We continue to live in a world where our race, geography, income, and positioning in the social strata decide our access to healthcare. Even though economic or social hurdles can be taken care of through external factors, the rest stand as tall barriers for many. Healthcare services are not yet advanced in remote parts of the country, resulting in many people migrating to cities for better healthcare.
Digital penetration across the world significantly scaled up post Covid-19, but disruptive tech needs a wider adoption for it to reach these remote locations to make a larger impact. Digital health has been around for some time now and needs to be understood fully to leverage it for the greater good.
Providing equal and affordable access to healthcare has the potential to significantly improve patient outcomes as it enables easier access during emergency situations, better manage chronic conditions and late-stage interventions, improve patient monitoring, and help in overall population health improvement. Digital technologies in healthcare can make this possible.
Adopting digital health our current health care systems struggle with the quantum of workload for physicians and clinicians, technological interventions can help to optimize workflows and reduce the workload.
Once overhauled, institutions will be able to mitigate lacunas and bring efficacy to address health disparities across the regions.
Additionally, digitalisation encourages cooperation, which furthers the boundaries of digital health study. In the future, digital healthcare is what will guarantee the provision of valuefocused treatment and the achievement of meaningful health outcomes. It may even clear the way for universal healthcare to be implemented.
Identifying scope of work
Before addressing and mitigating problems in the system and adopting technology as a key driving force, the needs of the patients must be classified. One technology solution may not work as a one-size-fits-all solution for healthcare. Evaluating the needs of the underrepresented population to create tailor-made digital solutions that can help facilitate focused health interventions to address their immediate needs. Identifying the specific needs of specific groups to curate precise digital tools can prove impactful in the long run.
Instead of just digitising existing healthcare delivery models, a fundamental rethinking of these systems is required if we are to achieve genuine health equality. In order to effectively help those who are underserved, we must first assess their situation and develop digital solutions that are specifically designed to meet their requirements and provide targeted health treatments. It is possible to improve the quality and efficiency of care by identifying groups with similar requirements and then developing a solution that makes use of digital technologies to satisfy those needs.
Devising a digital health strategy
Appropriate investments are necessary to improve connectivity, affordability and accessibility. Policy support is a crucial element that often goes unnoticed but has a larger impact on beneficiaries. A well-planned strategy to adopt health tech and leverage it to its full potential to regulate supply-chain logistics, bring in universal healthcare collaboration, integrate design thinking, drive value care and enable transparency in the whole system.
Health inequities are exacerbated by obstacles to technological access, which can only be removed via a deep understanding of the interplay between social, cultural, and economic realities. To close the gaps and provide a long-term, comprehensive healthcare answer, we must address connection, affordability, and accessibility with the right kind of investments, creative and inclusive solutions, and legislative support.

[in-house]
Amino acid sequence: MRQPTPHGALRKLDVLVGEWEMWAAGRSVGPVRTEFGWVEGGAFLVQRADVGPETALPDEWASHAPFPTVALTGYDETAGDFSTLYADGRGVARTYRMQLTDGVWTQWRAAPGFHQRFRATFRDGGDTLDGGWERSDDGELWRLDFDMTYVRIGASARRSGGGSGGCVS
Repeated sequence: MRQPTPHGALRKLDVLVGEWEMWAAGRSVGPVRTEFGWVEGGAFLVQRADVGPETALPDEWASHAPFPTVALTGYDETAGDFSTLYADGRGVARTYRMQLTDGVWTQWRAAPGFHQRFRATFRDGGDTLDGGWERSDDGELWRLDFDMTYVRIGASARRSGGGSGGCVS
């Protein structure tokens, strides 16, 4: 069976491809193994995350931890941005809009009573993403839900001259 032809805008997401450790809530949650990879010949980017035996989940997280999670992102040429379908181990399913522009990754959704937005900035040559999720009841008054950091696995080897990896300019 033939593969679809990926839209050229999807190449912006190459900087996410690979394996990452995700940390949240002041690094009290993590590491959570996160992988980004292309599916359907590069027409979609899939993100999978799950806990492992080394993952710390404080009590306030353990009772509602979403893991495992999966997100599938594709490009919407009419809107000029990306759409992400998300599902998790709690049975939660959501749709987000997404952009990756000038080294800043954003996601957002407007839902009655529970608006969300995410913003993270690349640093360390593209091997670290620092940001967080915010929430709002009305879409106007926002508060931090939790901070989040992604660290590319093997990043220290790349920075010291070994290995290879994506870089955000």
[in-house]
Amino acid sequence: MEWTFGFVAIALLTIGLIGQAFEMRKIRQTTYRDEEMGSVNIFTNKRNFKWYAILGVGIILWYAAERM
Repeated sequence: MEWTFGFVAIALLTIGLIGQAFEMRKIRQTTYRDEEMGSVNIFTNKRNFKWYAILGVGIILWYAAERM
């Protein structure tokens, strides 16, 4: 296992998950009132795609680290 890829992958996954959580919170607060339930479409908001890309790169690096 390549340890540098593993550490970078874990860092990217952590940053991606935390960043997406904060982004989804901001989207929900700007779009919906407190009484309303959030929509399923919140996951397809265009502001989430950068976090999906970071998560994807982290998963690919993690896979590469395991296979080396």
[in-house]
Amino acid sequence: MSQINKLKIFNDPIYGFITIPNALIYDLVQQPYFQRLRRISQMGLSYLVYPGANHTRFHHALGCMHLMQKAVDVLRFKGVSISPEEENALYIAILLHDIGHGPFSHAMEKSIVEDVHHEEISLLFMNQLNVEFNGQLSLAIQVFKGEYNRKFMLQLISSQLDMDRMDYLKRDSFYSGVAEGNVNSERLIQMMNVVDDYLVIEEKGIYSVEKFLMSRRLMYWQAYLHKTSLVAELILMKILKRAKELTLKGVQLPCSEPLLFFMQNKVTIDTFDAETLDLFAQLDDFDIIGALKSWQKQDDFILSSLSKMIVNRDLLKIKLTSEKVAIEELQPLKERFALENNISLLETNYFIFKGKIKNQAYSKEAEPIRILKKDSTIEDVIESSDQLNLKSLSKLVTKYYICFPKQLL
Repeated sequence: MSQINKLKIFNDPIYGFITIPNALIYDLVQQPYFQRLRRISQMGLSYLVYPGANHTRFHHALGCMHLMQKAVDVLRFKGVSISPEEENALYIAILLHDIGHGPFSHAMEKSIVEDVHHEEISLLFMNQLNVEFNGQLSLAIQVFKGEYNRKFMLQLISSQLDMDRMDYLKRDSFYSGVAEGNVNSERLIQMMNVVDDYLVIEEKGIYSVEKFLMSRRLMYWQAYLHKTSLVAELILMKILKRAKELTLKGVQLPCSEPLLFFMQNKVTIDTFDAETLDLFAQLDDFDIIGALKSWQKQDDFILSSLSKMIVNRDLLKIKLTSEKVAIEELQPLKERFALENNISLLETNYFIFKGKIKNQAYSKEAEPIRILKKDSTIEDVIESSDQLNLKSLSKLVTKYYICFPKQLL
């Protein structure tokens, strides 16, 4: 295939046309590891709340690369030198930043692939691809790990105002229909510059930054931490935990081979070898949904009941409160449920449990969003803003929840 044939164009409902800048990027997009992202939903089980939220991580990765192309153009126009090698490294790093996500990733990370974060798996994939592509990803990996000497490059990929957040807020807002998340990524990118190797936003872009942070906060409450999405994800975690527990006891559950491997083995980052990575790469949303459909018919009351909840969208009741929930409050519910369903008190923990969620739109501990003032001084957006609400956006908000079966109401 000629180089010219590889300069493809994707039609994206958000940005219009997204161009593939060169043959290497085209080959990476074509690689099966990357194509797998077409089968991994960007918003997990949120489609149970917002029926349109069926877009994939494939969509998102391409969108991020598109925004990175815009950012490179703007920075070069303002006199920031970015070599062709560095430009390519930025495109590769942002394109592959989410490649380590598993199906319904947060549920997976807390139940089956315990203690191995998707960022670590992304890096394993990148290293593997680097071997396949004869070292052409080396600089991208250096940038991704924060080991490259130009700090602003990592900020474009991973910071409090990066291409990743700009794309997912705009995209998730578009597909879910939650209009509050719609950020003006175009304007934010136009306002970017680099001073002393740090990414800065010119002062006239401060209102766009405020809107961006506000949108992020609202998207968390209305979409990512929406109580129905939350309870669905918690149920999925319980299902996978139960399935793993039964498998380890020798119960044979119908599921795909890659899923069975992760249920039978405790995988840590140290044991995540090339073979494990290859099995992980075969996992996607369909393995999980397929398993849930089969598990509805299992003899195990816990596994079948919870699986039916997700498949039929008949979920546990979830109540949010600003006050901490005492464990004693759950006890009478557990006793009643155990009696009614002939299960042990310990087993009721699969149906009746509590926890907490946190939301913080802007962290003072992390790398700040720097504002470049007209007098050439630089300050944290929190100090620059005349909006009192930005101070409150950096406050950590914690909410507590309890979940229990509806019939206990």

Data driven solutioning
Digital health is redesigning future healthcare systems where efficacy will be at the core of all. Health equity requires institutions to accept technology at a macro level in order to improve patient outcomes at a granular level. Emerging technologies like remote surgeries, robotic assistance, and invisible wearables will just enable high-quality healthcare services to one and all. The full potential of digital health lies in advancing racial, gender, social and age inclusivity, and mitigating gaps in primary healthcare systems.
Positively, advances in both technology and our understanding of the data they provide are being put to work which is improving health outcomes for people and reducing health inequities. By enabling practitioners to go beyond clinical considerations to acquire a complete view of a person’s important markers impacting health, health “techquity,” or the strategic design, development, and deployment of technology to promote health equality, improves health outcomes for everyone. Clinicians’ capacity to deliver person-centered, equitable care is enhanced by knowledge of social risk factors, which in turn guides treatment decisions.
Health equality can be maintained through technology just as it was when Covid vaccines were provided to the whole population of India, complete with downloadable digital vaccination certificates verified by QR codes. If we are going to go ahead and fully embrace digital technology to guarantee health equality, we will need to create solutions that cater to the requirements of all populations and boost their level of digital literacy. This can only be achieved if the healthcare personnel are equipped with both clinical and technological expertise. By embedding design thinking technology at each stage, digital has the ability to revolutionise the whole supply chain, fostering more responsive, transparent, and high-value care.
The author is a Senior Vice President, Clinical Support Solutions, IKS Health. Views are personal.
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